SPGMI notes that other battery technologies under development include lithium titanate, or LTO, batteries. These differ from other lithium-ion batteries in that lithium titanate is used to coat the anode in place of graphite. LTO batteries have displayed significantly higher cycle lives, and very rapid charging, in addition to being more suitable for low-temperature environments. LTO batteries, however, compare unfavourably to NMC batteries in their energy density and voltage output.
LMO batteries, which comprise lithium manganese oxide, have been a mainstay of the EV industry for a number of years. These batteries are rarely now used in isolation but can be used efficiently in combination with NMC batteries. The resulting EV still does not have the driving range exhibited by the nickel-cobalt-aluminium (NCA) batteries used in Tesla's vehicles, which also feature a reduced cobalt content.
Mr Giblin writes that research continues on other battery technologies, such as solid-state, lithium-air and lithium-sulphur batteries, all of which place less reliance on the scarcer metals. He warns, however, that these battery technologies are as yet commercially unproven and are unlikely to reach commercialisation in the next 10 years.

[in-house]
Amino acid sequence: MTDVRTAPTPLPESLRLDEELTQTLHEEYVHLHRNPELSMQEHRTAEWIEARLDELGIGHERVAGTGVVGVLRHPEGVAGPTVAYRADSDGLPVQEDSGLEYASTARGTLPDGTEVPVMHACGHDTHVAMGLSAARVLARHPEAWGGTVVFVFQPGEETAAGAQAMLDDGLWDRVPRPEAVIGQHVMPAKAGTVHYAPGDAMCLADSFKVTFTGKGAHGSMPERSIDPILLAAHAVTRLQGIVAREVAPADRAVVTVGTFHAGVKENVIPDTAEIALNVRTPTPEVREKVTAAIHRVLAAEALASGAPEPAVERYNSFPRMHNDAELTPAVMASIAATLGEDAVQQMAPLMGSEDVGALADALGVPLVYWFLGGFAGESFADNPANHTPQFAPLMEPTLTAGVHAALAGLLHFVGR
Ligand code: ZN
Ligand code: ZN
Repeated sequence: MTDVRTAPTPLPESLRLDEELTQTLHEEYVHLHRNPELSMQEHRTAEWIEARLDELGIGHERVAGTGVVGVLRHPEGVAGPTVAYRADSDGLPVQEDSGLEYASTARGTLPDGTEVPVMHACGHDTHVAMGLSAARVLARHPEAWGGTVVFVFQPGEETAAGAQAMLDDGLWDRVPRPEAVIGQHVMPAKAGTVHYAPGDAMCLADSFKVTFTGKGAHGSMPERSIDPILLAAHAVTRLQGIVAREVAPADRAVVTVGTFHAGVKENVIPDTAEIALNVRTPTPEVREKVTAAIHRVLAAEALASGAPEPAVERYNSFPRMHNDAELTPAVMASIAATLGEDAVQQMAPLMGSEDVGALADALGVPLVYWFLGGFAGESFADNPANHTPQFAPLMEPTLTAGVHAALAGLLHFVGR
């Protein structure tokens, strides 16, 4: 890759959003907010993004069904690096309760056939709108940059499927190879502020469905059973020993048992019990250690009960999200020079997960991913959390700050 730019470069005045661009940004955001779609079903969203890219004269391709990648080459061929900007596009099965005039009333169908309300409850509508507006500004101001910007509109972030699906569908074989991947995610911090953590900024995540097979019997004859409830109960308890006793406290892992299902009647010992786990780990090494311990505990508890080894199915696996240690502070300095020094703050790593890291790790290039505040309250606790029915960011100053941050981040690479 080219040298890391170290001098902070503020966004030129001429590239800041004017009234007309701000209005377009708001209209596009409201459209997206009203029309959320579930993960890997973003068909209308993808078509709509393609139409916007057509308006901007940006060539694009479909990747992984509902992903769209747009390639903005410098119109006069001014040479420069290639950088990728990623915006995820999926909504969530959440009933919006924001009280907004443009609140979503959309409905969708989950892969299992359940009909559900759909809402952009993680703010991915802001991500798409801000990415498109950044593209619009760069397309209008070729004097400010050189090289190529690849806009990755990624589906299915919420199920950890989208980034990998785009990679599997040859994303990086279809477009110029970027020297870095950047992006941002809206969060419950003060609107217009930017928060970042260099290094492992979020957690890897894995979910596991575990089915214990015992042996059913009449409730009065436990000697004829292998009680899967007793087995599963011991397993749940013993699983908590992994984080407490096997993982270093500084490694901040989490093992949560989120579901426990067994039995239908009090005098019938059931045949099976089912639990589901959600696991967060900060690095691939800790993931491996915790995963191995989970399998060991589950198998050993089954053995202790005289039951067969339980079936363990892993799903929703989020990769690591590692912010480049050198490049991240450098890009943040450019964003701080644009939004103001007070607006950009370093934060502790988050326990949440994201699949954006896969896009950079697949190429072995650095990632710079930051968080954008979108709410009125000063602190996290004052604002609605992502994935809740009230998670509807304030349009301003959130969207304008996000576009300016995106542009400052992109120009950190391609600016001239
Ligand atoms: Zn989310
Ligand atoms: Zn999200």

The exploration sector has already responded to the imminent surge in demand for these battery metals. SPGMI estimates that 292 companies budgeted an aggregate US$430 million in 2018 to the exploration for cobalt, lithium, graphite, manganese and vanadium — up 59% from the US$270 million budgeted by 230 companies in 2017. In addition, nickel allocations also benefited in 2018, rising 22% year over year to US$298 million.
In 2018, lithium exploration budgets reached a new high of US$247 million, up 58% year over year. SPGMI notes that despite attracting more investment, the number of active explorers remained flat, with 137 companies active in 2018 compared with 136 in 2017.
For a second consecutive year, cobalt registered the largest year-over-year percentage increase in planned exploration spending among the nonferrous metals covered by SPGMI. An estimated 95 companies allocated a total of US$111 million for cobalt exploration in 2018, more than triple the US$36 million budgeted by 52 companies in 2017.
Among the other emerging battery materials, SPGMI notes that graphite attracted the most interest in 2018, with 47 companies allocating over US$43 million. Junior companies were the only participants in this graphite exploration, with allocations targeted to Mozambique, Tanzania, Australia and Canada accounting for 79% of the 2018 total.
Manganese exploration allocations by 13 companies totalled US$15 million, falling 31% from the US$22 million budgeted by 19 companies in 2017. These exploration efforts are primarily focused on Australia and South Africa, where eight of the top ten producing mines in 2017 are located.
Vanadium allocations increased 111% year over year to US$13 million in 2018, with the number of active explorers jumping to 22 from eight in 2017. Australia, the US and South Africa collectively received almost 84% of the 2018 exploration total.